Thursday, September 04, 2008

Education education education

There's a not terribly helpful article about private schools and state education in the Guardian by Arabella Weir (why are you still here Arabella?  Why haven't you gone on hunger strike and thrown yourself under a horse?  Get with it for God's sake, we're all waiting).  It is essentially arguing that state schools provide a better environment for education than private schools.  In fact, Arabella dislikes private schools tout court, and for a variety of reasons:
Neither of us was educated privately and most of the least socially and emotionally capable people I know went to posh schools.

I'm a naturally nasty person, so I naturally thought immediately of a post by Guido about Weir's Guardian colleagues:
Editor Alan Rusbridger (Cranleigh); political editor Patrick Wintour (Westminster); leader writer Madeleine Bunting (Queen Mary's, Yorkshire); policy editor Jonathan Freedland (University College School); columnist Polly Toynbee (Badminton); executive editor Ian Katz (University College School); security affairs editor Richard Norton Taylor (King's School, Canterbury); arts editor-in-chief Clare Margetson (Marlborough College); literary editor Clare Armitstead (Bedales); public services editor David Brindle (Bablake); city editor Julia Finch (King's High, Warwick).; environment editor John Vidal (St Bees); fashion editor Jess Cartner-Morley (City of london School for Girls); G3 editor Janine Gibson (Walthamstow Hall); northern editor Martin Wainwright (Shreswbury); and industrial editor David Gow (St Peter's, York).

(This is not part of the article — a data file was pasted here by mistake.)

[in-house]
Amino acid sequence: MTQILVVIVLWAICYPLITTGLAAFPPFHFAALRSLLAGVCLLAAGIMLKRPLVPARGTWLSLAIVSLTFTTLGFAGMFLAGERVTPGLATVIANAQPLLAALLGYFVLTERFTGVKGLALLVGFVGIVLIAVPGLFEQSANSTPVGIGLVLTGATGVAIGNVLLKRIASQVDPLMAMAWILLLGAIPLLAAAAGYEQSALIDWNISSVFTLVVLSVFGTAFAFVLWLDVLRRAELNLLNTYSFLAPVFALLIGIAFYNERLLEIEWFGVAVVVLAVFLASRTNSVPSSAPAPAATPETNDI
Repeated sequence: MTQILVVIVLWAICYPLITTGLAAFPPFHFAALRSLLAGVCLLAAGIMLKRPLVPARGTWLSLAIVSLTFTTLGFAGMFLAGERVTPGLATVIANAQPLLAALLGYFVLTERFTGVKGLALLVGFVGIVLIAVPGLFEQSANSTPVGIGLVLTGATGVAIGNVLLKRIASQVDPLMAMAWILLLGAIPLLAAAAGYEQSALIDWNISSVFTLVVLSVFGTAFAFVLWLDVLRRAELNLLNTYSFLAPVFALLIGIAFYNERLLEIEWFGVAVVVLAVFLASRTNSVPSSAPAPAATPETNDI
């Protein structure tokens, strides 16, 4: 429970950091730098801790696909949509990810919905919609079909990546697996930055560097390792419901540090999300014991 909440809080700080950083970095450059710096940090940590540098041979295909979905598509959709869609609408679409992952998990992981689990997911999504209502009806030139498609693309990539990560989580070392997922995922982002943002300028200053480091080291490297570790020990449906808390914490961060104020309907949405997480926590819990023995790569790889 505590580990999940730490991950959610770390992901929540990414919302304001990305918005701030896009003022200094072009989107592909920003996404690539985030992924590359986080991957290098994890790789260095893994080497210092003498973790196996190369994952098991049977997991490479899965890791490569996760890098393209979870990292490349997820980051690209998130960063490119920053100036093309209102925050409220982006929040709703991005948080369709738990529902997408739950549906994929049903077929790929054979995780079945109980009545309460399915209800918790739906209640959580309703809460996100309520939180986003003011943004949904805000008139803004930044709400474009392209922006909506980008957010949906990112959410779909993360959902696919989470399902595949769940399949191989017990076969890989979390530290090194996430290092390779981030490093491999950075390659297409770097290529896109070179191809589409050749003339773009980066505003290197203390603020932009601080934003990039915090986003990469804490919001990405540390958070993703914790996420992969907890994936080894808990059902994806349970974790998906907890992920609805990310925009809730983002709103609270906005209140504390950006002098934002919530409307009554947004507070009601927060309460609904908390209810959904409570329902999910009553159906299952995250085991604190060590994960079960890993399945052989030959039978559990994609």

I'm sure she didn't have those people in mind.  Regardless, there's more in the article than mindless prejudice (though admittedly not much).  
Quite aside from formal education, surely today, as never before, education should be as much about social integration, awareness of, ease with and respect for different cultures.

I have some sympathy for this view, but only some.  The primary purpose of education really ought to be education.  Social interaction is certainly a part of that, but only a part.  But this is just plain wrong: